Out of the box, what would you expect to get from Microsoft for the HTC Titan? Office? Good, cos it's here. Microsoft is obviously cashing in on the brand name that has been a staple of so many lives for years.
And there's a huge push to get you sharing your files on the brand's SkyDrive. It appears Apple and Google are not the only two with their sights set on taking over the clouds. On top of that, there is the option to use Office 365, which lets you remotely share files in a different way.
Word, Excel and PowerPoint are there, but while you can create docs on the first two, PowerPoint only appears to enable you to view presentations, rather than making your own. We certainly had no problems using Word or Excel.
They're obviously watered down versions of the full PC software, tweaked to give them a Windows Phone look, but they seemed competent enough to us in our limited testing (we're not brilliant on Excel.)
Continuing the Microsoft heritage is Xbox Live, which you can access via the HTC Titan. You can send messages, create an avatar and hook up with friends. But Microsoft has taken the Xbox branding and extended it to cover anything games-related, and links it in to your Marketplace downloads.
Games and apps are still fairly pricey, but not as much as they were a few months back when we initially reviewed Windows Phone 7.5 Mango. Android users are in for a shock, whereas BlackBerry and iPhone users may just think it's a little bit more than they're used to paying.
That's not HTC's fault though, or even Microsoft's, and falls onto the shoulders of the developers, we would imagine.
Obviously you'll only have one choice for mapping, and that is Bing maps, since it is Microsoft's own product. It works as well as rival products and gives you a few added extras such as local searches for things including eating, drinking and tourist attractions.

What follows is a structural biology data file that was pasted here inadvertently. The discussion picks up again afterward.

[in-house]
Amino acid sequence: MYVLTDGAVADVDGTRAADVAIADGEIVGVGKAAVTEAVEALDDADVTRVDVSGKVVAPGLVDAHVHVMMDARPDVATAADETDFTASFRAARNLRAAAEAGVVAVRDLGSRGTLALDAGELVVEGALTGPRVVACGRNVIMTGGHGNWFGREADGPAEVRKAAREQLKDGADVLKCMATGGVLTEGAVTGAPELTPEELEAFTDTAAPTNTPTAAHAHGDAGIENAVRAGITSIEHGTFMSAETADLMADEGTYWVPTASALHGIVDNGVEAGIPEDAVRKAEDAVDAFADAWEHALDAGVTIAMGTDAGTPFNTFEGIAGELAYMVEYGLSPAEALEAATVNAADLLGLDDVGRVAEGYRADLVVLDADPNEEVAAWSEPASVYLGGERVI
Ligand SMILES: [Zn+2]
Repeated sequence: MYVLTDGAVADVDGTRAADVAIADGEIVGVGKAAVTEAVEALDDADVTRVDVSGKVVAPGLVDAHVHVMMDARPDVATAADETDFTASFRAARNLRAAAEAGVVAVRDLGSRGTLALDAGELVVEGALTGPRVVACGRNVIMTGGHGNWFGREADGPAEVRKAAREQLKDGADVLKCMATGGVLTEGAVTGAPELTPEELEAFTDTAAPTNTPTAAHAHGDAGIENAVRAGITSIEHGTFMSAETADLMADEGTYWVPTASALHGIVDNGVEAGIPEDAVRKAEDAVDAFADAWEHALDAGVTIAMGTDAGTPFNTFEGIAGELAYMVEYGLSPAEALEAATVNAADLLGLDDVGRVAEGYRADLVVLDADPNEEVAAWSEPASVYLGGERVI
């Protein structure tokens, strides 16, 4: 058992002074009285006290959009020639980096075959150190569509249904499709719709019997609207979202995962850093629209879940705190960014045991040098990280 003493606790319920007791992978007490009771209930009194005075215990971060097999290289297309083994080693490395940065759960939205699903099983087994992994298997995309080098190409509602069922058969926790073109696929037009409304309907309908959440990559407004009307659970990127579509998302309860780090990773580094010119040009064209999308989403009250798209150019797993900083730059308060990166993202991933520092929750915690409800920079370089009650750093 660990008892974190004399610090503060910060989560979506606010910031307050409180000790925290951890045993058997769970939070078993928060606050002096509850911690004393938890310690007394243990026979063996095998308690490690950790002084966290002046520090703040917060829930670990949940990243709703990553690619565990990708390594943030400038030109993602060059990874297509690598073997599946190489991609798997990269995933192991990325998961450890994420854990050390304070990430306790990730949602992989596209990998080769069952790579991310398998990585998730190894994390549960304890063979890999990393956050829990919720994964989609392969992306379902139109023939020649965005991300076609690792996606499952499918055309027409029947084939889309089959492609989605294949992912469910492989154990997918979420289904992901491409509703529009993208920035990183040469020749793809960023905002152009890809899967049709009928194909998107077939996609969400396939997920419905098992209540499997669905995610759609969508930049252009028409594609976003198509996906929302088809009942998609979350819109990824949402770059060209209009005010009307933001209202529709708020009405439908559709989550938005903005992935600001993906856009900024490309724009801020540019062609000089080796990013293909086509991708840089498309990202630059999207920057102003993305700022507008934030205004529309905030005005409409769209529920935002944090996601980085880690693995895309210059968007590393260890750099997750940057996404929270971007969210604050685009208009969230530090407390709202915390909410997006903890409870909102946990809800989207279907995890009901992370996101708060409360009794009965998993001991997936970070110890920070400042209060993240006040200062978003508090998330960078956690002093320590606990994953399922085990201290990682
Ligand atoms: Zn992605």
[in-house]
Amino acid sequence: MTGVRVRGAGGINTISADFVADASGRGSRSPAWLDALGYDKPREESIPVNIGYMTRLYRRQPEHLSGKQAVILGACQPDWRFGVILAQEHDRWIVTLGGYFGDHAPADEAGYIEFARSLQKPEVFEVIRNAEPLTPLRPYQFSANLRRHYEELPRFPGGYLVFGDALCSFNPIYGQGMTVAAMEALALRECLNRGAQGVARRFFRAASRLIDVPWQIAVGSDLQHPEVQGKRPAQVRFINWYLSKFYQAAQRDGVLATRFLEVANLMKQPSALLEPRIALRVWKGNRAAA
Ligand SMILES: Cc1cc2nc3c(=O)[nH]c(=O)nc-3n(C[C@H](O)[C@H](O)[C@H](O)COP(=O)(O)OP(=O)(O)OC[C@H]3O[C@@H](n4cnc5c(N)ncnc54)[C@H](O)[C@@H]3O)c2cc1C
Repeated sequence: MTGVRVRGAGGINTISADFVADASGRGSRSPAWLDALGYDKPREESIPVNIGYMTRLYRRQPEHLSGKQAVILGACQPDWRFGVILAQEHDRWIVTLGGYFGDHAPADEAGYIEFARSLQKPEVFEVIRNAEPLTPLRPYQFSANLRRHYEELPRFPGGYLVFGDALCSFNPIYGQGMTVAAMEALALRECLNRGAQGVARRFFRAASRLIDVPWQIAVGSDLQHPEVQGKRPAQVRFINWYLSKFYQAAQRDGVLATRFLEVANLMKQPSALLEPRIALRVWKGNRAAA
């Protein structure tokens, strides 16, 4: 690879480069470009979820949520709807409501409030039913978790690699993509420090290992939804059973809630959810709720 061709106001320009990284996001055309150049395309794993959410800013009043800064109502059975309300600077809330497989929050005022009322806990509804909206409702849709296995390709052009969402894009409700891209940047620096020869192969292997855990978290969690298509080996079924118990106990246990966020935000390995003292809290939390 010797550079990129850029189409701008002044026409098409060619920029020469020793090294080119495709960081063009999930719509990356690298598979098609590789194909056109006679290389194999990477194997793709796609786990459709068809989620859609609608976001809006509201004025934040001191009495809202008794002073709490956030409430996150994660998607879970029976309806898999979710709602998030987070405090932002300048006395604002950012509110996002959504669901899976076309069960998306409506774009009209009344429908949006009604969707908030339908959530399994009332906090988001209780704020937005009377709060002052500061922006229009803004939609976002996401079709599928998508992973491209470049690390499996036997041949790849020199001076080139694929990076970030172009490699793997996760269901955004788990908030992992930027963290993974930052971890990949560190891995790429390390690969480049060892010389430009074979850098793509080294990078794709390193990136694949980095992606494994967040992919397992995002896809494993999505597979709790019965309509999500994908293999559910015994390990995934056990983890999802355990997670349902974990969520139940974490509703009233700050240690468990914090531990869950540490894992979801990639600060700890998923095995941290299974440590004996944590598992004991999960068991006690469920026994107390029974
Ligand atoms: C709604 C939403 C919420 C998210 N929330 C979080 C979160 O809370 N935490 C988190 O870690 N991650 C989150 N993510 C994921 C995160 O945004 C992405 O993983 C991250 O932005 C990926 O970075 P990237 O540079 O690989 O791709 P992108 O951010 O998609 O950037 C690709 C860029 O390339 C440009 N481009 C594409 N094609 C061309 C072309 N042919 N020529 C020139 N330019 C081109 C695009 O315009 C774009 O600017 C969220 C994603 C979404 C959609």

For navigation, we were unable to find any of the big hitters such as TomTom or Co-Pilot or even Garmin. Nevertheless, there are some cheaper options that do the trick, albeit with a smaller feature set.
We're really impressed with the fact that you can try apps before you buy them. We wish iOS offered this, but it doesn't. Google does, but you only have a 15 minute window to claim your Android refund, so this is something that Windows Phone 7.5 has over its competitors. Well done, Microsoft!
But, hang on - it's all going too well. Surely there must be something wrong? Yep, ladies and gents - we refer you to the Calendar app.
Yes, you can have calendars from multiple sources - Exchange, Windows Live, Google, Facebook and so on - and they'll live side-by-side in harmony. But not, it would appear, multiple calendars from the same source.
We're big users of Google Calendars, as are millions of potential Windows Phone Mango owners, and one of its great benefits is the fact that you can have multiple calendars.
But you can't if you're rocking Windows Phone 7.5, which only accesses your primary calendar. We searched and searched and couldn't find a decent way to add more calendars. In fact, it appears the only way to do it is through a rather crude method, which involves setting up various Google accounts and accessing them all individually.
We can't imagine what Microsoft is thinking here. It's not the kind of thing it would just forget to include and, considering Apple and RIM manage it, there can't be any issue with it being an Android-only perk. Whatever the reason, Microsoft needs to sort it out.